Twenty-Fourth Sunday in Ordinary Time at Mississippi Abbey
Scripture Readings: Is 50:5-9a; James 2:14-18; Mk 8:27-35
For everything there is a time: a time to be born and a time to die, a time to work and a time to rest. When I went to Israel for summer courses in biblical studies, I learned there are three places where families like to go for rest and relaxation: first, swimming in the Mediterranean Sea; second, boating on the Sea of Galilee; and third, skiing on the slopes of Mount Hermon during the winter, and hiking along its beautiful streams and forests the rest of the year.
From time to time Jesus and his disciples would try to get away by themselves to rest awhile. Once they went to Tyre and Sidon walking barefoot on the sandy beaches of the Mediterranean Sea. Another time they looked for a deserted place on the shores of the Sea of Galilee. In today’s gospel Jesus and his disciples go to the spectacularly beautiful area of Caesarea Philippi, near the foot of Mount Hermon, with its lush groves of pomegranates and fig trees, hiking trails, and springs of water fed by the melting snows.
As Jesus and his disciples were enjoying this time alone he asked them: “But who do you say I am?” Peter, God bless him, didn’t hesitate for a moment and said right away: “You are the Christ.” This had to be a truly happy moment for Jesus. Ever since the Fall of Adam and Eve, the whole of creation waited for the coming of the Messiah. Now he was here, and his disciples knew him.
How appropriate that Jesus chose this particular place to ask, “Who do you say I am?” For thousands of years a rush of water, the source of the Jordan River, has poured from the mouth of a great open cave at the foot of Mount Hermon. Very early in history this beautiful place was dedicated to pagan gods, beginning with Baal, the Canaanite god of fertility.
After the conquests of Alexander the Great, Hellenistic culture made it a shrine for Pan, the Greek god of nature, half man and half goat. Romans in their turn chose this place for a temple to the Roman god, Zeus, father of the heavens and ruler over other gods. Here, where so many pagan gods were worshipped, Peter proclaims that Jesus is “the Christ,” the anointed One, the Messiah. Today this entire complex of pagan shrines lies in ruins while the Church founded by Jesus on Peter, the Rock, stands strong.
All that we have left from Pan, the pagan god of lust who struck fear in his victims, is our English word for panic. In one of the Peanuts comic strips, Sally Brown walks into a TV room just as the announcer at a golf tournament says, “There’s no tomorrow.” Misunderstanding his meaning, she goes into a panic. Running outside she yells, “There’s no tomorrow!! Hide! Flee! Run for the hills! Run to the rooftops!” In the last scene Sally, Linus and Snoopy are huddled on top of Snoppy’s doghouse waiting for the end to come. Puzzled, Snoopy says, “I thought Elijah was supposed to come first.”
The apostles were equally puzzled when Jesus warns them not to tell anyone who he is, and they were even more puzzled when he said that he must suffer greatly, be rejected and killed, and rise after three days. Peter panicked. Taking Jesus aside he rebuked him. This must never happen! But Jesus, looking at his disciples, went even further and said: “Whoever wishes to come after me must deny himself, take up his cross and follow me.” The apostles wanted the kingdom without tribulation, leisure without travail, victory without a battle, power without opposition. They had a long road to travel before they would share in the suffering and rising of the Messiah, of Jesus.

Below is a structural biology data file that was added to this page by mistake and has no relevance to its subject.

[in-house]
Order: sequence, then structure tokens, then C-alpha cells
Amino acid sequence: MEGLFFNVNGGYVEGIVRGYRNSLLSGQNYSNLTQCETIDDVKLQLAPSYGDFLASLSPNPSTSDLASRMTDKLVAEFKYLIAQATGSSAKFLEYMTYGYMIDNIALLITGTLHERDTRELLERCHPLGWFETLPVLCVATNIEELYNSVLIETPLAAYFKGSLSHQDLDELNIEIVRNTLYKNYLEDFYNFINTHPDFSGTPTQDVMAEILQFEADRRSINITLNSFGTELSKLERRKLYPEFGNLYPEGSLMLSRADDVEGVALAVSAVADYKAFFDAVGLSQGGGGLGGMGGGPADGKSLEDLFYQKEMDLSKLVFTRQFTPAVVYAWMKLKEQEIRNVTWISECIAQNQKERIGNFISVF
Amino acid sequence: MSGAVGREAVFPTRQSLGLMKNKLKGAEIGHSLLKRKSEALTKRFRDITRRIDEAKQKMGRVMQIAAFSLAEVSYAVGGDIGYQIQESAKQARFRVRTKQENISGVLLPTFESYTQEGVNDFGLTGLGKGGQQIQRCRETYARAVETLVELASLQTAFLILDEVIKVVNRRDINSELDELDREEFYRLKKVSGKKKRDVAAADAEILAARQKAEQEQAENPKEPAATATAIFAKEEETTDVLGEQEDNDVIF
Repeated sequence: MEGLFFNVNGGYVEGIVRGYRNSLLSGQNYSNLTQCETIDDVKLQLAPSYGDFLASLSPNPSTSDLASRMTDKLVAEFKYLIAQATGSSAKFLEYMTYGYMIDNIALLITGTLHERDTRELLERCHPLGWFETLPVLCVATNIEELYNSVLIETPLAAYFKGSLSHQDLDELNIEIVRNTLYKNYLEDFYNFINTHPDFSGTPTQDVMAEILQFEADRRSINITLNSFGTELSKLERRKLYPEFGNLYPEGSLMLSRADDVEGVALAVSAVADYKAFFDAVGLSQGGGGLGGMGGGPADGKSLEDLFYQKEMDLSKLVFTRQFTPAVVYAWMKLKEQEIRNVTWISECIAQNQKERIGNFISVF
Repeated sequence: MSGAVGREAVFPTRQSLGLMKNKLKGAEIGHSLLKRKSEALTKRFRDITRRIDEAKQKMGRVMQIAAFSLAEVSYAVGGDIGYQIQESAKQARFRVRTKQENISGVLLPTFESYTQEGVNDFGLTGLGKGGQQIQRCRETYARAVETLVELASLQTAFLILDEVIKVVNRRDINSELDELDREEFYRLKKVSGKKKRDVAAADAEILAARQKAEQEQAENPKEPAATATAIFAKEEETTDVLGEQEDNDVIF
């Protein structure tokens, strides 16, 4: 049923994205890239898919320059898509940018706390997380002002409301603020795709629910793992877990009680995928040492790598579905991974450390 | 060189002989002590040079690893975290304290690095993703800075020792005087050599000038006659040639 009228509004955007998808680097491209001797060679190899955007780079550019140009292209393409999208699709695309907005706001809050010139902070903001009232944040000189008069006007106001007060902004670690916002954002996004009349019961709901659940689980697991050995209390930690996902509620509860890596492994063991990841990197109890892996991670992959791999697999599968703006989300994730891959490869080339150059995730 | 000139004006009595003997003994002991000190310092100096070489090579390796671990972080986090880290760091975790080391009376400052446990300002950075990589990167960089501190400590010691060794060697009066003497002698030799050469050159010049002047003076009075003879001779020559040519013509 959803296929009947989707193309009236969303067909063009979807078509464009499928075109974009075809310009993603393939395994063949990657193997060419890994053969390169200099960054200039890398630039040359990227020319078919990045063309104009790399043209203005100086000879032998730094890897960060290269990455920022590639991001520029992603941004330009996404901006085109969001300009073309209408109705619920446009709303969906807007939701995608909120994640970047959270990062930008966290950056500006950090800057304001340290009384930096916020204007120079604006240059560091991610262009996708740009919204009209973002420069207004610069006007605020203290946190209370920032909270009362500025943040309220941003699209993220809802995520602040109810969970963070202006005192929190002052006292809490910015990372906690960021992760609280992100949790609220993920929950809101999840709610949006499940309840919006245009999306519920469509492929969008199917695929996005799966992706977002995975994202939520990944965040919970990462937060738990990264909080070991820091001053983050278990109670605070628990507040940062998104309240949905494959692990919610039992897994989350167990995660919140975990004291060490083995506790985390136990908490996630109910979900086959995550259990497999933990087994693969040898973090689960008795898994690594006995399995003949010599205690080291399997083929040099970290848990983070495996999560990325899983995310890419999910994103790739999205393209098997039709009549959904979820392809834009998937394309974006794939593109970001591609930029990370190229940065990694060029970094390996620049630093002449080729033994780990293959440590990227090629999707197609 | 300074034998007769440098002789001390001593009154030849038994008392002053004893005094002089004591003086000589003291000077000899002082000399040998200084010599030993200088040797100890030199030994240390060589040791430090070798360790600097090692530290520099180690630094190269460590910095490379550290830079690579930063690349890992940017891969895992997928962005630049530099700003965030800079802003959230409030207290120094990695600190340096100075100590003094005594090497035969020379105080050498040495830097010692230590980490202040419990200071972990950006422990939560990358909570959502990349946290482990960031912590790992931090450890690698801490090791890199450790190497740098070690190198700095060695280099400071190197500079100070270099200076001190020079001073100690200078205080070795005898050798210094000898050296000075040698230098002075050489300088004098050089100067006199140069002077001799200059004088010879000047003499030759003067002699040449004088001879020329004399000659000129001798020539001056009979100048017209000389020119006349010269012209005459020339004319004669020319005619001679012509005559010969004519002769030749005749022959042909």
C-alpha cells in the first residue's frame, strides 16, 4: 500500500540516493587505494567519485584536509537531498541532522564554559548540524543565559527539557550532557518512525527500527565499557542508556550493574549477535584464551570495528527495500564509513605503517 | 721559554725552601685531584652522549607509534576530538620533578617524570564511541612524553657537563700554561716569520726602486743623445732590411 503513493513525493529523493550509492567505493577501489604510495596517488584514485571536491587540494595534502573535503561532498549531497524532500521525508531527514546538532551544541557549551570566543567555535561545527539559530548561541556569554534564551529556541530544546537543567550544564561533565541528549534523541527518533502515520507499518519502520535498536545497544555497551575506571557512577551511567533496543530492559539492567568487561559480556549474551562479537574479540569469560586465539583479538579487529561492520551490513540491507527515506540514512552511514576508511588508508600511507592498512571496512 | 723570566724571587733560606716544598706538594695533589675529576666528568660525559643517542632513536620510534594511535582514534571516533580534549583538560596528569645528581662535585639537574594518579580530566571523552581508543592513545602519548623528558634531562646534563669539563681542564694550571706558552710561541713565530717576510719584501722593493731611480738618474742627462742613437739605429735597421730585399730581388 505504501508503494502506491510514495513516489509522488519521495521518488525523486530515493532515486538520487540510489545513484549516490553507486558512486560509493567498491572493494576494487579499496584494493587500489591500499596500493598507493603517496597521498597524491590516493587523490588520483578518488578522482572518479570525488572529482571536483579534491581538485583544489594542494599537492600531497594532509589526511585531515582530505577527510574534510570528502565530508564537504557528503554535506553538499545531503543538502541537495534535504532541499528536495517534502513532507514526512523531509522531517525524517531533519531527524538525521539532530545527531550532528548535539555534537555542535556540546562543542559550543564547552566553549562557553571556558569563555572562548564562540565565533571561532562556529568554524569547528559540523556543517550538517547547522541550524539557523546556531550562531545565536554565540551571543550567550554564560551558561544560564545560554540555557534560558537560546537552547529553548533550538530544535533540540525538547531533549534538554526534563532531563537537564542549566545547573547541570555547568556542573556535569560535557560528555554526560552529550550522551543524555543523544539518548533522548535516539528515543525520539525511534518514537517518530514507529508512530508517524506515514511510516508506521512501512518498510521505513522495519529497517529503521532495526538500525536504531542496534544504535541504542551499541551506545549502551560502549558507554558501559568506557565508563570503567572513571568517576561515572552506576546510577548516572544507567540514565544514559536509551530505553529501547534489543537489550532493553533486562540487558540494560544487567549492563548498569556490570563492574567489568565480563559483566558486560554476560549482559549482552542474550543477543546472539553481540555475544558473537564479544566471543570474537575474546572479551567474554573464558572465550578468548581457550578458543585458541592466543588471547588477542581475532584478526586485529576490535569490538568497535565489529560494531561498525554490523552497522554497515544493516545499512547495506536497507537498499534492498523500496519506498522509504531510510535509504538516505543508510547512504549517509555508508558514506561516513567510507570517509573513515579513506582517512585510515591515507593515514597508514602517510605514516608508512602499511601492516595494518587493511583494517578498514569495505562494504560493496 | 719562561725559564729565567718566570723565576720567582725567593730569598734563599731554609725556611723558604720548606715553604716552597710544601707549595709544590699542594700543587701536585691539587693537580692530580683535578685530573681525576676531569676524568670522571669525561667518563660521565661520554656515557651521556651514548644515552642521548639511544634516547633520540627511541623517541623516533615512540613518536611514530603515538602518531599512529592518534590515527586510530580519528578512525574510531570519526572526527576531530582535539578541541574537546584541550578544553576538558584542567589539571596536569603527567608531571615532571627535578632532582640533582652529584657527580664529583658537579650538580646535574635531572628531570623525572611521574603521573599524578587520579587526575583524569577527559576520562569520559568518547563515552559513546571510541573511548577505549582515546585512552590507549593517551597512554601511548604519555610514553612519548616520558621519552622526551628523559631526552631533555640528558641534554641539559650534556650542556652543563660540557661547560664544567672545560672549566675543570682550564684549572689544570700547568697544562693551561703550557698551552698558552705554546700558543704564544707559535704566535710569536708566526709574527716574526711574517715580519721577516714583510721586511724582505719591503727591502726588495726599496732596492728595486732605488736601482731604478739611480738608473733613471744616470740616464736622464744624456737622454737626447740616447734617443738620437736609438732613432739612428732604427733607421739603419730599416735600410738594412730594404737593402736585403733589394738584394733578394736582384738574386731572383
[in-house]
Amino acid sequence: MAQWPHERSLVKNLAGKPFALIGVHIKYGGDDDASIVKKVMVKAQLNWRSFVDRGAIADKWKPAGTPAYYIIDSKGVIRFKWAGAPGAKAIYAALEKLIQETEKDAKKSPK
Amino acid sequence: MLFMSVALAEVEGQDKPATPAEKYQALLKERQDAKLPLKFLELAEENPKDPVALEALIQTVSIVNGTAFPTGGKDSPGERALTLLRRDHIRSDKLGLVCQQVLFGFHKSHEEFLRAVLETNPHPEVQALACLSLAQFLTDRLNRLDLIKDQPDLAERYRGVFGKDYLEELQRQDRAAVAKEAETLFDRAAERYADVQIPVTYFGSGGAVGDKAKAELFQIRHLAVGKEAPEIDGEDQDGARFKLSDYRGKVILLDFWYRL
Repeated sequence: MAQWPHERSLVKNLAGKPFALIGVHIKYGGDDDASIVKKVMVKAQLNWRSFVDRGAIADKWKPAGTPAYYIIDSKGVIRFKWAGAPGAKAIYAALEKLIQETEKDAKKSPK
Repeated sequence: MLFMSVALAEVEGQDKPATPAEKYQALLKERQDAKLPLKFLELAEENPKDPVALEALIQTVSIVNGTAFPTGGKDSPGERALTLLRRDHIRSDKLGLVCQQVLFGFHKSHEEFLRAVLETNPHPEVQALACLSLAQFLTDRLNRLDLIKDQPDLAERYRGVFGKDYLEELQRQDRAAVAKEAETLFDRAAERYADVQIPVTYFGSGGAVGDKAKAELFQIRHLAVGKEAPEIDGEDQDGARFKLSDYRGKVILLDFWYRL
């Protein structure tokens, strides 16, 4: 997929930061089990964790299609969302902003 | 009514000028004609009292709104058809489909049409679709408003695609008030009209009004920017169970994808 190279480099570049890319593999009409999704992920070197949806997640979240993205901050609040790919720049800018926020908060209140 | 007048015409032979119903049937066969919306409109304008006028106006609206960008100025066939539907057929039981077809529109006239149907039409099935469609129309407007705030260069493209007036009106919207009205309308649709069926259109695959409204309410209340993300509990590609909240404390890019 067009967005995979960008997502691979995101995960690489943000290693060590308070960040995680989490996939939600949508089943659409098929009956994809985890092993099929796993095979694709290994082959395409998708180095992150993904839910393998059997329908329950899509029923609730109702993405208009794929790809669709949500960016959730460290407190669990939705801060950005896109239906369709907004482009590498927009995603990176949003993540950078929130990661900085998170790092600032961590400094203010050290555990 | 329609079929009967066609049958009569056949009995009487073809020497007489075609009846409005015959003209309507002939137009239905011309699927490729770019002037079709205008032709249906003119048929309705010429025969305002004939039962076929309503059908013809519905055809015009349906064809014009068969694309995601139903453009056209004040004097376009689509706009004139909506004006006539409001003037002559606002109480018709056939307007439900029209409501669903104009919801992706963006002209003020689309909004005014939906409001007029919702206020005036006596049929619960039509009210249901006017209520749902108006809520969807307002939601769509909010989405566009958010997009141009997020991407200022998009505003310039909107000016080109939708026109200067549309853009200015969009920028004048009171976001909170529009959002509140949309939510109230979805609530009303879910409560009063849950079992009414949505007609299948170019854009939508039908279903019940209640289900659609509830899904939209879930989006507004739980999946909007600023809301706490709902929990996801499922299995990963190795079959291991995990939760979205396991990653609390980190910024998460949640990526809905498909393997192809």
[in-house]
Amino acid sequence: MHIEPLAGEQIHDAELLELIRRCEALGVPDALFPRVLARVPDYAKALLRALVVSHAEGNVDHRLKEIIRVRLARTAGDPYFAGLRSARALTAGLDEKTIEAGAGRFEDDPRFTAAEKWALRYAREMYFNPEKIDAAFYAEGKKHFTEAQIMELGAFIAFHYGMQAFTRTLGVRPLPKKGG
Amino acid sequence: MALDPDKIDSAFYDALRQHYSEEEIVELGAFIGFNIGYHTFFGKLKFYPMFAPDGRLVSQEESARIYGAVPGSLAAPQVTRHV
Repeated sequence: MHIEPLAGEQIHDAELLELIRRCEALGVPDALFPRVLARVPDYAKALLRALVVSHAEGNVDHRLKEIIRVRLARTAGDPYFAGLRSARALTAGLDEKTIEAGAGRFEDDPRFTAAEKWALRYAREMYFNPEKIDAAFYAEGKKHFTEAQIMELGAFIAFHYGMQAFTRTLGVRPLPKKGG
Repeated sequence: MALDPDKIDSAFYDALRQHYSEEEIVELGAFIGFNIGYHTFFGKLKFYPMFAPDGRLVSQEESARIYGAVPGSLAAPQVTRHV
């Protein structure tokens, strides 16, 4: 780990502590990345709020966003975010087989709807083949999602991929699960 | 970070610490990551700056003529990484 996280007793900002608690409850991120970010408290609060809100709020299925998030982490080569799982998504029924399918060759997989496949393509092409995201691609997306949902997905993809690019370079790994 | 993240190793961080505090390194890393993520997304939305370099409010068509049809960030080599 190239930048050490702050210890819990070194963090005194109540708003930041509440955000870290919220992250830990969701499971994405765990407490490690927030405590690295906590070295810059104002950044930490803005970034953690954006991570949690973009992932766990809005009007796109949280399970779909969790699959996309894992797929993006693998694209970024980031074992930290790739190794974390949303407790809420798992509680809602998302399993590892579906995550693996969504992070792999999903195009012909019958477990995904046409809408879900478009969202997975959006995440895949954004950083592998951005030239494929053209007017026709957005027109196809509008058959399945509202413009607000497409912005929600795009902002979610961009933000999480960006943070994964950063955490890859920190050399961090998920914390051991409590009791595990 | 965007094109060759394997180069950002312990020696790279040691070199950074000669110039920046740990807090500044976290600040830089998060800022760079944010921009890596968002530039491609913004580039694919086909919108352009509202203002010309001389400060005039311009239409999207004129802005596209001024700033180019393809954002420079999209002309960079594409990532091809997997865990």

St. Teresa Benedicta, Edith Stein, writes: “Becoming one with Christ is our happiness on earth, the love of the cross in no way contradicts being a joyful child of God. Carrying the cross with Christ fills one with a strong and pure joy, and those who do so are builders of God’s kingdom, the most authentic children of God. … To suffer and be happy in suffering, to have one’s feet on the ground—walking on the dirty and rough paths of this earth—and yet to be enthroned with Christ at the Father’s right hand, to laugh and cry in this world while singing the praises of God with the choirs of angels—this is the life of the Christian until the morning of eternity breaks forth.“1 She embraced being one with Christ and died at Auschwitz.
Jesus and his disciples never had another time of rest together. The final journey to Calvary began here, at Caesarea Philippi. As they set out on this last long walk to Jerusalem Jesus said, ” … whoever wishes to save his life will lose it, but whoever loses his life for my sake and that of the gospel will save it.” Now this is amazing! These weak disciples of little faith, who feared suffering and death, continued to follow Jesus. even in their weakness and confusion. And that is what we are trying to do.
When Cardinal Timothy Dolan spoke at a Symposium for International Religious Freedom, he said that violence against Christians continues around the world. Then he said this most astonishing thing: that there are seventeen new martyrs for their faith every hour of every day all year long.2 And it’s getting worse, not better. Just look at Afganistan. But do not panic and flee, for the Lord is our help, we will not be disgraced. For we know there is a time to work and a time to rest, a time to die and a time to rise!
- Saint Teresa-Benedicta of the Cross [Edith Stein] (1891-1942), Carmelite, martyr, co-patron of Europe Love of the Cross, 24/11/1934 (Institute of Carmelite Studies)
- Zenith, email@example.com, 9-13-2012.
Twenty-Fourth Sunday in Ordinary Time at Mississippi Abbey
Scripture Readings: Sir 27:30-28:7; Rom 14:7-9; Mt 18:21-35
Our monastic life is made up of a series of spiritual practices. These include, among others, chanting the Office, celebrating Eucharist, and observing times of private prayer. The entire day is composed of spiritual practices. They are intended to deepen our relationship with God. These practices shape our way of thinking and our wills. They do this for each of us by using one’s body, one’s soul (mind) and one’s spirit (heart). We use these dimensions of our existence as individuals and as a community. Because these spiritual practices structure our day and express common values, we enter community believing we have a common ethic. After all, we live by a Rule and the gospels. But… “It ain’t necessarily so.” So today we are given the spiritual practice of forgiveness.